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cryptogalaxy
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July 18, 2017, 02:57:39 AM
 #1

Hi,

This is my first post here. I'm not sure if this is the right forum to ask. If not, please feel free to move it.

I don't have a hardware wallet. I use Electrum and other similiar wallets on my desktop computer which never leaves my house. I make sure to always save the individual wallet files on a usb stick offline so there are no copies of the wallet files on the computer. The wallet files are also encrypted which I decrypt each time I need to access it. I don't use the usb stick for any other purpose other than storing and accessing cryptos and it stays offline when not in use.

1. Is this a pretty safe way of storing cryptos?

2. Does accessing wallet files via usb stick leave some sort of a trail or a temporary copy of the wallet files on the hard drive somehow that a hacker can later access? I don't move the files to the hard drive, I just open the files directly from the usb drive.

3. I have a paid antivirus software and a firewall on my computer. I checked for every way I know but did not find any indication of malware or hacking so hopefully, my computer is currently safe. However, if it were hacked unknown to me, the only way the hacker could steal my coins would be to catch me at the exact moment that I access my coins from the usb and watch my keystrokes for decryption passwords of my wallet files and also make a copy of my wallet files during the short duration of time that I'm accessing my wallet before unplugging the usb. Is this correct? Can a hacker possibly do all this such as copying a file from my usb drive while it's plugged in and send it to his personal machine? If so, would this be about the only case where a hardware wallet is safer than my method? My understanding is that the decryption part happens on the airgapped hardware device itself so even if the computer is hacked, the hacker would not have access to the wallet file nor the decryption password. Is this correct?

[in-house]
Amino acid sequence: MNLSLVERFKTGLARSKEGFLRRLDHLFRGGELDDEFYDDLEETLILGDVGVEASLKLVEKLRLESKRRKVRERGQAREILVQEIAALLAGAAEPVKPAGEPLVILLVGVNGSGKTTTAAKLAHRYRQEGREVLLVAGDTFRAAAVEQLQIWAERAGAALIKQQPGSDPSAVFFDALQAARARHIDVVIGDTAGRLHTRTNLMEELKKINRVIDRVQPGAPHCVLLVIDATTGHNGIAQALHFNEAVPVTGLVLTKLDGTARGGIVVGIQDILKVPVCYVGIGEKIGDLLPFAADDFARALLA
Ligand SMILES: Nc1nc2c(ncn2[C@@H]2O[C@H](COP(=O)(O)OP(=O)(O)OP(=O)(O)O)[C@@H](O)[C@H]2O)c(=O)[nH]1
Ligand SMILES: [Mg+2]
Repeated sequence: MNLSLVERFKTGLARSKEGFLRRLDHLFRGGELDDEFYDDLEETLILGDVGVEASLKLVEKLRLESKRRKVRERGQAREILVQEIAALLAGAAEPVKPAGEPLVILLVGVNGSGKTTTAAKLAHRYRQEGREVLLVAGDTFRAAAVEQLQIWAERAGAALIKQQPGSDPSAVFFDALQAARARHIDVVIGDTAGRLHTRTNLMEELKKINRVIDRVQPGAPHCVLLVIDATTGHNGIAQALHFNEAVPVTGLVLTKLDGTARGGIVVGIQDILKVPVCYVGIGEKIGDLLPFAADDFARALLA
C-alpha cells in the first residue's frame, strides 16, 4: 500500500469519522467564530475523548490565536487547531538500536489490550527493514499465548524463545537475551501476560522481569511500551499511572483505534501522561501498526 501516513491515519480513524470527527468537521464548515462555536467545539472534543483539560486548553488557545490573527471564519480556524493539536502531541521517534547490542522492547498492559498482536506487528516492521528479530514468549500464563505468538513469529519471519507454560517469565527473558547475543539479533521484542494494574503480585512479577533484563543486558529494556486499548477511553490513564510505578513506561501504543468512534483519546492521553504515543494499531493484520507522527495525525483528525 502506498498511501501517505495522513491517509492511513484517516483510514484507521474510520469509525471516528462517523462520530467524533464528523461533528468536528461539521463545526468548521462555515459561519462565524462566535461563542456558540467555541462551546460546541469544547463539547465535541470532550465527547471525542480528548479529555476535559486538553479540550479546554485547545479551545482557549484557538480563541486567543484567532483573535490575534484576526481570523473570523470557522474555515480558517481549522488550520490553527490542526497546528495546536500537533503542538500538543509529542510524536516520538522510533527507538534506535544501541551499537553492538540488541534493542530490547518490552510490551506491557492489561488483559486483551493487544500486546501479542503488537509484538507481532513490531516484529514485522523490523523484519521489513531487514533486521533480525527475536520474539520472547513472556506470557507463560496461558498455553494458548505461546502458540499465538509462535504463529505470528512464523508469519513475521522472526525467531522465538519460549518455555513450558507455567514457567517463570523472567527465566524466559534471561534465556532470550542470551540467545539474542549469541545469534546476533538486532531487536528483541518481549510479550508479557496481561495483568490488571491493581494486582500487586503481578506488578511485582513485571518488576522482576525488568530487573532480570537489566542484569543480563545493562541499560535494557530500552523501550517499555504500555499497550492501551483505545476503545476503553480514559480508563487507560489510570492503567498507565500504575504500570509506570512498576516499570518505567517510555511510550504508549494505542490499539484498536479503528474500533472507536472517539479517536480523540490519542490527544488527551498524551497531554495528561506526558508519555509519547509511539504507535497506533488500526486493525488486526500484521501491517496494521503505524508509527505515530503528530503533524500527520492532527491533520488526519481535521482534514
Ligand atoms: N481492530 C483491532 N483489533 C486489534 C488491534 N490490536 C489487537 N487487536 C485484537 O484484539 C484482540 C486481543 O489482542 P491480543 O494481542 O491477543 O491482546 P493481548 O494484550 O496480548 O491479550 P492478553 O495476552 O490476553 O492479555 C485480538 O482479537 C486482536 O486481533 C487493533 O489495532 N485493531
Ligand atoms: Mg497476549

Thanks.
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July 18, 2017, 03:44:11 AM
 #2